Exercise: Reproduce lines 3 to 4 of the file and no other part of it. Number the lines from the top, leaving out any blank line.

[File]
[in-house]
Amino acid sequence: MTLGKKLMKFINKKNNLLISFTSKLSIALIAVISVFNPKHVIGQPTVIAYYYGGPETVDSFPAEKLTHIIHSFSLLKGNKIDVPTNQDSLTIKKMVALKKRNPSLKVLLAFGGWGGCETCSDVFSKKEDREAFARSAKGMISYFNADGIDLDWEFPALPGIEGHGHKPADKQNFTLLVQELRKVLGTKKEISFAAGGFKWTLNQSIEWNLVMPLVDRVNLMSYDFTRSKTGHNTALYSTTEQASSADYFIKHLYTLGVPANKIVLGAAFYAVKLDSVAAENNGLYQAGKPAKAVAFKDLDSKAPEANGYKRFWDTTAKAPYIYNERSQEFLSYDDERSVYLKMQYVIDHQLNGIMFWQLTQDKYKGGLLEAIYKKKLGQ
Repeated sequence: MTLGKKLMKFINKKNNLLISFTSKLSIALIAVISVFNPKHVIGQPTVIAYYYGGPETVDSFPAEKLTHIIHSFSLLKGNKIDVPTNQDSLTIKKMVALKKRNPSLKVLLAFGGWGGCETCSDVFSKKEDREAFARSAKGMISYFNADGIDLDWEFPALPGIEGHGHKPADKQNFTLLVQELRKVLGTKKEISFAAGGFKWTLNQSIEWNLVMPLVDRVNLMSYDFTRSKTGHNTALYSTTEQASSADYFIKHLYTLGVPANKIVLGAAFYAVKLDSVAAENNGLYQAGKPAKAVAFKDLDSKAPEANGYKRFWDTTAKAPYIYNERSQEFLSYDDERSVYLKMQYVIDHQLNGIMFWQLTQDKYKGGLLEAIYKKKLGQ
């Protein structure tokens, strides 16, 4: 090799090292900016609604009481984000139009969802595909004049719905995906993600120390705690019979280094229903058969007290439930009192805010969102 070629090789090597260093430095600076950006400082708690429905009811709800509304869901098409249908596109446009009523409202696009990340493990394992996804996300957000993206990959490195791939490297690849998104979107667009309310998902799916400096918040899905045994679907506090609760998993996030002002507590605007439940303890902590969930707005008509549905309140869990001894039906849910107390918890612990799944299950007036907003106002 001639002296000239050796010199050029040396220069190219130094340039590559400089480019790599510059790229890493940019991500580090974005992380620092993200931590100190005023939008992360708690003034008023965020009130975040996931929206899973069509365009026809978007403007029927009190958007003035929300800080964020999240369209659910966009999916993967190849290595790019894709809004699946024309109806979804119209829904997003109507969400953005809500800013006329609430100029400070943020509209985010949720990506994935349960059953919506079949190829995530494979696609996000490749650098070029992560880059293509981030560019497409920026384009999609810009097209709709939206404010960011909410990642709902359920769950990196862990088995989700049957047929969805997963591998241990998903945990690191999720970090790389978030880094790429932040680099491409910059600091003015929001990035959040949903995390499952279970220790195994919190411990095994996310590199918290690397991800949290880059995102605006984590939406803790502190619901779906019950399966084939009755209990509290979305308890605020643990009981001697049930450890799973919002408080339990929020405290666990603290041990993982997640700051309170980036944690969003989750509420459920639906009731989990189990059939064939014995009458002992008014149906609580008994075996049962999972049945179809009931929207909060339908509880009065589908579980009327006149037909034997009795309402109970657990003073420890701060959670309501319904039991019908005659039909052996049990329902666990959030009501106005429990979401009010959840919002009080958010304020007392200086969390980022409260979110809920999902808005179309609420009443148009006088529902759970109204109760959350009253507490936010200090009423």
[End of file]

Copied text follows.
Repeated sequence: MTLGKKLMKFINKKNNLLISFTSKLSIALIAVISVFNPKHVIGQPTVIAYYYGGPETVDSFPAEKLTHIIHSFSLLKGNKIDVPTNQDSLTIKKMVALKKRNPSLKVLLAFGGWGGCETCSDVFSKKEDREAFARSAKGMISYFNADGIDLDWEFPALPGIEGHGHKPADKQNFTLLVQELRKVLGTKKEISFAAGGFKWTLNQSIEWNLVMPLVDRVNLMSYDFTRSKTGHNTALYSTTEQASSADYFIKHLYTLGVPANKIVLGAAFYAVKLDSVAAENNGLYQAGKPAKAVAFKDLDSKAPEANGYKRFWDTTAKAPYIYNERSQEFLSYDDERSVYLKMQYVIDHQLNGIMFWQLTQDKYKGGLLEAIYKKKLGQ
């Protein structure tokens, strides 16, 4: 090799090292900016609604009481984000139009969802595909004049719905995906993600120390705690019979280094229903058969007290439930009192805010969102 070629090789090597260093430095600076950006400082708690429905009811709800509304869901098409249908596109446009009523409202696009990340493990394992996804996300957000993206990959490195791939490297690849998104979107667009309310998902799916400096918040899905045994679907506090609760998993996030002002507590605007439940303890902590969930707005008509549905309140869990001894039906849910107390918890612990799944299950007036907003106002 001639002296000239050796010199050029040396220069190219130094340039590559400089480019790599510059790229890493940019991500580090974005992380620092993200931590100190005023939008992360708690003034008023965020009130975040996931929206899973069509365009026809978007403007029927009190958007003035929300800080964020999240369209659910966009999916993967190849290595790019894709809004699946024309109806979804119209829904997003109507969400953005809500800013006329609430100029400070943020509209985010949720990506994935349960059953919506079949190829995530494979696609996000490749650098070029992560880059293509981030560019497409920026384009999609810009097209709709939206404010960011909410990642709902359920769950990196862990088995989700049957047929969805997963591998241990998903945990690191999720970090790389978030880094790429932040680099491409910059600091003015929001990035959040949903995390499952279970220790195994919190411990095994996310590199918290690397991800949290880059995102605006984590939406803790502190619901779906019950399966084939009755209990509290979305308890605020643990009981001697049930450890799973919002408080339990929020405290666990603290041990993982997640700051309170980036944690969003989750509420459920639906009731989990189990059939064939014995009458002992008014149906609580008994075996049962999972049945179809009931929207909060339908509880009065589908579980009327006149037909034997009795309402109970657990003073420890701060959670309501319904039991019908005659039909052996049990329902666990959030009501106005429990979401009010959840919002009080958010304020007392200086969390980022409260979110809920999902808005179309609420009443148009006088529902759970109204109760959350009253507490936010200090009423």